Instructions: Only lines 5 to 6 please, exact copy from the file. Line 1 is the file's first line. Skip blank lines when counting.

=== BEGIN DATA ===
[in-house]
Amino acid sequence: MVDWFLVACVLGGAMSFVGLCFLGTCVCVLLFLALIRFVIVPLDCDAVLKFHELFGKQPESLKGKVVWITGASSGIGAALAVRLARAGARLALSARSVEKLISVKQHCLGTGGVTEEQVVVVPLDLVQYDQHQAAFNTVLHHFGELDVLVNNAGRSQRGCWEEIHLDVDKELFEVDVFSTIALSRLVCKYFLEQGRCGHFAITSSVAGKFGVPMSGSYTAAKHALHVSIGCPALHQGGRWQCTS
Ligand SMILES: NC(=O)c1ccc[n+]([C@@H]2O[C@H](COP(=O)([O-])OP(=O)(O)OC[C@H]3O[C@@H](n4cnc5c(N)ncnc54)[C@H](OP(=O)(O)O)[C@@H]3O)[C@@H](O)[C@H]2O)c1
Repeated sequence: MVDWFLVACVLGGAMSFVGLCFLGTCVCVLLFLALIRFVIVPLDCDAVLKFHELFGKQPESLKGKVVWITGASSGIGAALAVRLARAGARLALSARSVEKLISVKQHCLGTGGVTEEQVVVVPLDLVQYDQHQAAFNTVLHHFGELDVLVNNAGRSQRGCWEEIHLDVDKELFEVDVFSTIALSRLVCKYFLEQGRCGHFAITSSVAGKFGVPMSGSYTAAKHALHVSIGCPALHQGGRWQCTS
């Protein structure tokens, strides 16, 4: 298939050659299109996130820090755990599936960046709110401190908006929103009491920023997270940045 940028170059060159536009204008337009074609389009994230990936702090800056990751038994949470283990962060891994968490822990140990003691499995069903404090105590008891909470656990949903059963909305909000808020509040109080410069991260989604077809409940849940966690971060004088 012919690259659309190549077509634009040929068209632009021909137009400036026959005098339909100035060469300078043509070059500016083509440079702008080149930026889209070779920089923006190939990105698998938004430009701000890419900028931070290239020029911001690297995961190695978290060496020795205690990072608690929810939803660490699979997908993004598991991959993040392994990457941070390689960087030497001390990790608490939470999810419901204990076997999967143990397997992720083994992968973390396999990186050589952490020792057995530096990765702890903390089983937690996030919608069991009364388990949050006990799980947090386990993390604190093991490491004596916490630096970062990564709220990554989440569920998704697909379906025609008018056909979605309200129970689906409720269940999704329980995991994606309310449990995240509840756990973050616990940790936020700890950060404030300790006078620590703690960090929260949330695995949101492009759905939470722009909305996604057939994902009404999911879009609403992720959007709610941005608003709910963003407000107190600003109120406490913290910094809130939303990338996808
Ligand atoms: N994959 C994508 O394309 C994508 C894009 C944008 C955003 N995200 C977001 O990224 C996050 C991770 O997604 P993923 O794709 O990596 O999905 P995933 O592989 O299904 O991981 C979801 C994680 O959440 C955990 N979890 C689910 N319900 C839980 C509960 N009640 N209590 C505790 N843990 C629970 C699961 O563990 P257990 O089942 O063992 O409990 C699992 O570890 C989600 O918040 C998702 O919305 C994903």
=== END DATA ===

């Protein structure tokens, strides 16, 4: 298939050659299109996130820090755990599936960046709110401190908006929103009491920023997270940045 940028170059060159536009204008337009074609389009994230990936702090800056990751038994949470283990962060891994968490822990140990003691499995069903404090105590008891909470656990949903059963909305909000808020509040109080410069991260989604077809409940849940966690971060004088 012919690259659309190549077509634009040929068209632009021909137009400036026959005098339909100035060469300078043509070059500016083509440079702008080149930026889209070779920089923006190939990105698998938004430009701000890419900028931070290239020029911001690297995961190695978290060496020795205690990072608690929810939803660490699979997908993004598991991959993040392994990457941070390689960087030497001390990790608490939470999810419901204990076997999967143990397997992720083994992968973390396999990186050589952490020792057995530096990765702890903390089983937690996030919608069991009364388990949050006990799980947090386990993390604190093991490491004596916490630096970062990564709220990554989440569920998704697909379906025609008018056909979605309200129970689906409720269940999704329980995991994606309310449990995240509840756990973050616990940790936020700890950060404030300790006078620590703690960090929260949330695995949101492009759905939470722009909305996604057939994902009404999911879009609403992720959007709610941005608003709910963003407000107190600003109120406490913290910094809130939303990338996808
Ligand atoms: N994959 C994508 O394309 C994508 C894009 C944008 C955003 N995200 C977001 O990224 C996050 C991770 O997604 P993923 O794709 O990596 O999905 P995933 O592989 O299904 O991981 C979801 C994680 O959440 C955990 N979890 C689910 N319900 C839980 C509960 N009640 N209590 C505790 N843990 C629970 C699961 O563990 P257990 O089942 O063992 O409990 C699992 O570890 C989600 O918040 C998702 O919305 C994903």